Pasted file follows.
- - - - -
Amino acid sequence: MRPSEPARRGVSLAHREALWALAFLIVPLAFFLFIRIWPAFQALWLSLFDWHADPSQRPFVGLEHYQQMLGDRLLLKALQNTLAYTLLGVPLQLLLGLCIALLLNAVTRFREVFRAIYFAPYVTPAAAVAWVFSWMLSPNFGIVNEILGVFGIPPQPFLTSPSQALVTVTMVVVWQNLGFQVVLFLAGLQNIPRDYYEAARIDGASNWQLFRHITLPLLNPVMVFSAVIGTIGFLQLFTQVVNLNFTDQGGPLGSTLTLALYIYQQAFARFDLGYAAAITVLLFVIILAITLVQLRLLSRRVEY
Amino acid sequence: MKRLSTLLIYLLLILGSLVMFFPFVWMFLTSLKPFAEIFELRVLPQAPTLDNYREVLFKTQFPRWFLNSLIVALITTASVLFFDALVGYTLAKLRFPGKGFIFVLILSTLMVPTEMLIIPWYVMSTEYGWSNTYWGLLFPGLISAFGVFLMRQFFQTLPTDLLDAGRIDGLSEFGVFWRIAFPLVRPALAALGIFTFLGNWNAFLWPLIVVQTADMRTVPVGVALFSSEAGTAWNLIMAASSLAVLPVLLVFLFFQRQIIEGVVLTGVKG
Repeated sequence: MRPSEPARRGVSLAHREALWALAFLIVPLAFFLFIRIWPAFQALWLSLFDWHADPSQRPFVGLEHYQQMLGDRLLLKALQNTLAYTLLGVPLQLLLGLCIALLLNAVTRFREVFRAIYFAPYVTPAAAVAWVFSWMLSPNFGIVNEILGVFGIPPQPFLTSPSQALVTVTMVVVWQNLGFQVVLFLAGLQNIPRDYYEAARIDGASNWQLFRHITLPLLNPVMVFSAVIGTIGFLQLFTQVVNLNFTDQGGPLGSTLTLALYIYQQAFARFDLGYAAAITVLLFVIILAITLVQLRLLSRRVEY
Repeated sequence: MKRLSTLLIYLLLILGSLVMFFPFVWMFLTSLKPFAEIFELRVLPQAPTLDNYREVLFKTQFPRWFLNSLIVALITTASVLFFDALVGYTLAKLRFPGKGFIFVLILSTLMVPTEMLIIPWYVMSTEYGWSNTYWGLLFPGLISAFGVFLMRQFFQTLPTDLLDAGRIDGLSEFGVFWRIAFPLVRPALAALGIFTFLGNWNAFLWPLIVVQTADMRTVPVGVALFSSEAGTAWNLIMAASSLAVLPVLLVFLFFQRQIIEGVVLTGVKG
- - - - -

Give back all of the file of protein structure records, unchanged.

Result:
Amino acid sequence: MRPSEPARRGVSLAHREALWALAFLIVPLAFFLFIRIWPAFQALWLSLFDWHADPSQRPFVGLEHYQQMLGDRLLLKALQNTLAYTLLGVPLQLLLGLCIALLLNAVTRFREVFRAIYFAPYVTPAAAVAWVFSWMLSPNFGIVNEILGVFGIPPQPFLTSPSQALVTVTMVVVWQNLGFQVVLFLAGLQNIPRDYYEAARIDGASNWQLFRHITLPLLNPVMVFSAVIGTIGFLQLFTQVVNLNFTDQGGPLGSTLTLALYIYQQAFARFDLGYAAAITVLLFVIILAITLVQLRLLSRRVEY
Amino acid sequence: MKRLSTLLIYLLLILGSLVMFFPFVWMFLTSLKPFAEIFELRVLPQAPTLDNYREVLFKTQFPRWFLNSLIVALITTASVLFFDALVGYTLAKLRFPGKGFIFVLILSTLMVPTEMLIIPWYVMSTEYGWSNTYWGLLFPGLISAFGVFLMRQFFQTLPTDLLDAGRIDGLSEFGVFWRIAFPLVRPALAALGIFTFLGNWNAFLWPLIVVQTADMRTVPVGVALFSSEAGTAWNLIMAASSLAVLPVLLVFLFFQRQIIEGVVLTGVKG
Repeated sequence: MRPSEPARRGVSLAHREALWALAFLIVPLAFFLFIRIWPAFQALWLSLFDWHADPSQRPFVGLEHYQQMLGDRLLLKALQNTLAYTLLGVPLQLLLGLCIALLLNAVTRFREVFRAIYFAPYVTPAAAVAWVFSWMLSPNFGIVNEILGVFGIPPQPFLTSPSQALVTVTMVVVWQNLGFQVVLFLAGLQNIPRDYYEAARIDGASNWQLFRHITLPLLNPVMVFSAVIGTIGFLQLFTQVVNLNFTDQGGPLGSTLTLALYIYQQAFARFDLGYAAAITVLLFVIILAITLVQLRLLSRRVEY
Repeated sequence: MKRLSTLLIYLLLILGSLVMFFPFVWMFLTSLKPFAEIFELRVLPQAPTLDNYREVLFKTQFPRWFLNSLIVALITTASVLFFDALVGYTLAKLRFPGKGFIFVLILSTLMVPTEMLIIPWYVMSTEYGWSNTYWGLLFPGLISAFGVFLMRQFFQTLPTDLLDAGRIDGLSEFGVFWRIAFPLVRPALAALGIFTFLGNWNAFLWPLIVVQTADMRTVPVGVALFSSEAGTAWNLIMAASSLAVLPVLLVFLFFQRQIIEGVVLTGVKG